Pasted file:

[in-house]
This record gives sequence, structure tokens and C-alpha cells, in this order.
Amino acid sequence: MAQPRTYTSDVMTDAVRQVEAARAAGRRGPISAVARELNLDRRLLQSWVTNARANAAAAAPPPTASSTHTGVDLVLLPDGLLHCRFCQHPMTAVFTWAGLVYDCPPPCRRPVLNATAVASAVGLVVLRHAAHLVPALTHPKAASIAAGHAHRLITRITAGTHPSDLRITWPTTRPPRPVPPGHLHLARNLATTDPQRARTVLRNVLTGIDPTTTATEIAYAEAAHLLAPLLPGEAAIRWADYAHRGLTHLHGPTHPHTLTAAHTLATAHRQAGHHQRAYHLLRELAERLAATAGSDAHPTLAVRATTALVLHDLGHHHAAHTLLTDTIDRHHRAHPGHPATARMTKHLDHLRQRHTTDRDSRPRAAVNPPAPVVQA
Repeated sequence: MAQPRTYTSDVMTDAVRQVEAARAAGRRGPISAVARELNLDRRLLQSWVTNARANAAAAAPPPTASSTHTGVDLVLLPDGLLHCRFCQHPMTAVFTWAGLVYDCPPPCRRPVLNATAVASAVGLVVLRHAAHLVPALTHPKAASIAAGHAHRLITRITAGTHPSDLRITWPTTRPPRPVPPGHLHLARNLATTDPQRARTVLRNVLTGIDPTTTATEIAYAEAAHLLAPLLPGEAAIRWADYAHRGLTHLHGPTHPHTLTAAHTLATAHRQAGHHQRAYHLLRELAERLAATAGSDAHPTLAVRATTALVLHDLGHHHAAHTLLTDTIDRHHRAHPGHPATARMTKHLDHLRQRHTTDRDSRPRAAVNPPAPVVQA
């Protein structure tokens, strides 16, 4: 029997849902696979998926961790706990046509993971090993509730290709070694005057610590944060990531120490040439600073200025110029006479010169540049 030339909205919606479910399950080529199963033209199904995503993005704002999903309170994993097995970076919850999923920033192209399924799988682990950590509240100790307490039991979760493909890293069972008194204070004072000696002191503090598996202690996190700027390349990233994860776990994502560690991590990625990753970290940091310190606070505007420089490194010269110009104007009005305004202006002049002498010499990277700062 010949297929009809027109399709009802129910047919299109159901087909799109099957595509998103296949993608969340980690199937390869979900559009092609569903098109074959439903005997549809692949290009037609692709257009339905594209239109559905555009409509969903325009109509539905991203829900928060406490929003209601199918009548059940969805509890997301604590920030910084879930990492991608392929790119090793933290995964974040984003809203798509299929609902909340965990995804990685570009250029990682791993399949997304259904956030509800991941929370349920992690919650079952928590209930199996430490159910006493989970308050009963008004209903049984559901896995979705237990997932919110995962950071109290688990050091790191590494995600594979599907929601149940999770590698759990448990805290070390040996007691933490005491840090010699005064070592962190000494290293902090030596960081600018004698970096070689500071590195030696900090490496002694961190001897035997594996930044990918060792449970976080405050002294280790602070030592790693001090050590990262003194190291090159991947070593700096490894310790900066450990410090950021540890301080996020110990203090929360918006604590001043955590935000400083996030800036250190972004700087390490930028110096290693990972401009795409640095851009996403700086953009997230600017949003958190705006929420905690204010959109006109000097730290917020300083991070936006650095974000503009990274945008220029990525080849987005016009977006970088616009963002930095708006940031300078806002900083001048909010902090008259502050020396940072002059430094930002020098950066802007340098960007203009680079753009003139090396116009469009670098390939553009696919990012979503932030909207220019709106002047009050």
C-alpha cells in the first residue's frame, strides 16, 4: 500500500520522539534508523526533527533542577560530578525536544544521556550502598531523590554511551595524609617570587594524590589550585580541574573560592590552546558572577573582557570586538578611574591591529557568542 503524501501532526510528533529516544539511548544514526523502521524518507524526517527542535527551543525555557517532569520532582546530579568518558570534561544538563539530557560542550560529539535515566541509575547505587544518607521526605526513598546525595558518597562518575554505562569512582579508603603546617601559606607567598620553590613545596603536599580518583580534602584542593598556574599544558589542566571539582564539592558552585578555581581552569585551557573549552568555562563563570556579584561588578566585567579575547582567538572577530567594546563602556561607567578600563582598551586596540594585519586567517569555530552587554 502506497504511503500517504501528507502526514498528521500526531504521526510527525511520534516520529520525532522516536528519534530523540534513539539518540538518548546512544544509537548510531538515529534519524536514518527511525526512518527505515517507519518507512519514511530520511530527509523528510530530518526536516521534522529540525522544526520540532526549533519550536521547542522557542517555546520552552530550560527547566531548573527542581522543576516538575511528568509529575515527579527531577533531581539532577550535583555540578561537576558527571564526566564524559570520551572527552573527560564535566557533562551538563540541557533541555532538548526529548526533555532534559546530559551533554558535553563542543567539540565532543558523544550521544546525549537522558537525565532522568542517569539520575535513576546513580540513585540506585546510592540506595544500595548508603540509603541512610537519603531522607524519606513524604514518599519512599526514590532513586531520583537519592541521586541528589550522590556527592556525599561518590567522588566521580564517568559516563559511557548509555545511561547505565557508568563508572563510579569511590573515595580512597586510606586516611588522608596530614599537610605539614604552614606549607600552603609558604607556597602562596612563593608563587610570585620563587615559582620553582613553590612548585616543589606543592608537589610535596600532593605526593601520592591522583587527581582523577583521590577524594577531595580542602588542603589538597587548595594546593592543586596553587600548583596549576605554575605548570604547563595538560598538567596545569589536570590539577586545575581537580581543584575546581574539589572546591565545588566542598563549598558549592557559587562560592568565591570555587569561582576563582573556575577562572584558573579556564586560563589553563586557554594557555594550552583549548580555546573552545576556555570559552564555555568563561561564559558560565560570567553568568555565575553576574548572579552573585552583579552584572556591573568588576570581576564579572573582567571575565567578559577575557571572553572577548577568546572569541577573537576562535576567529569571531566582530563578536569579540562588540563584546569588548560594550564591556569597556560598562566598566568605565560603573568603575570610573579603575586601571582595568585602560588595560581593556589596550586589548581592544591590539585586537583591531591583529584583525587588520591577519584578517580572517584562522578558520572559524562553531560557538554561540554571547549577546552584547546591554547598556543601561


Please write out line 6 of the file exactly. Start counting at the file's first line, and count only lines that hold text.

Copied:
C-alpha cells in the first residue's frame, strides 16, 4: 500500500520522539534508523526533527533542577560530578525536544544521556550502598531523590554511551595524609617570587594524590589550585580541574573560592590552546558572577573582557570586538578611574591591529557568542 503524501501532526510528533529516544539511548544514526523502521524518507524526517527542535527551543525555557517532569520532582546530579568518558570534561544538563539530557560542550560529539535515566541509575547505587544518607521526605526513598546525595558518597562518575554505562569512582579508603603546617601559606607567598620553590613545596603536599580518583580534602584542593598556574599544558589542566571539582564539592558552585578555581581552569585551557573549552568555562563563570556579584561588578566585567579575547582567538572577530567594546563602556561607567578600563582598551586596540594585519586567517569555530552587554 502506497504511503500517504501528507502526514498528521500526531504521526510527525511520534516520529520525532522516536528519534530523540534513539539518540538518548546512544544509537548510531538515529534519524536514518527511525526512518527505515517507519518507512519514511530520511530527509523528510530530518526536516521534522529540525522544526520540532526549533519550536521547542522557542517555546520552552530550560527547566531548573527542581522543576516538575511528568509529575515527579527531577533531581539532577550535583555540578561537576558527571564526566564524559570520551572527552573527560564535566557533562551538563540541557533541555532538548526529548526533555532534559546530559551533554558535553563542543567539540565532543558523544550521544546525549537522558537525565532522568542517569539520575535513576546513580540513585540506585546510592540506595544500595548508603540509603541512610537519603531522607524519606513524604514518599519512599526514590532513586531520583537519592541521586541528589550522590556527592556525599561518590567522588566521580564517568559516563559511557548509555545511561547505565557508568563508572563510579569511590573515595580512597586510606586516611588522608596530614599537610605539614604552614606549607600552603609558604607556597602562596612563593608563587610570585620563587615559582620553582613553590612548585616543589606543592608537589610535596600532593605526593601520592591522583587527581582523577583521590577524594577531595580542602588542603589538597587548595594546593592543586596553587600548583596549576605554575605548570604547563595538560598538567596545569589536570590539577586545575581537580581543584575546581574539589572546591565545588566542598563549598558549592557559587562560592568565591570555587569561582576563582573556575577562572584558573579556564586560563589553563586557554594557555594550552583549548580555546573552545576556555570559552564555555568563561561564559558560565560570567553568568555565575553576574548572579552573585552583579552584572556591573568588576570581576564579572573582567571575565567578559577575557571572553572577548577568546572569541577573537576562535576567529569571531566582530563578536569579540562588540563584546569588548560594550564591556569597556560598562566598566568605565560603573568603575570610573579603575586601571582595568585602560588595560581593556589596550586589548581592544591590539585586537583591531591583529584583525587588520591577519584578517580572517584562522578558520572559524562553531560557538554561540554571547549577546552584547546591554547598556543601561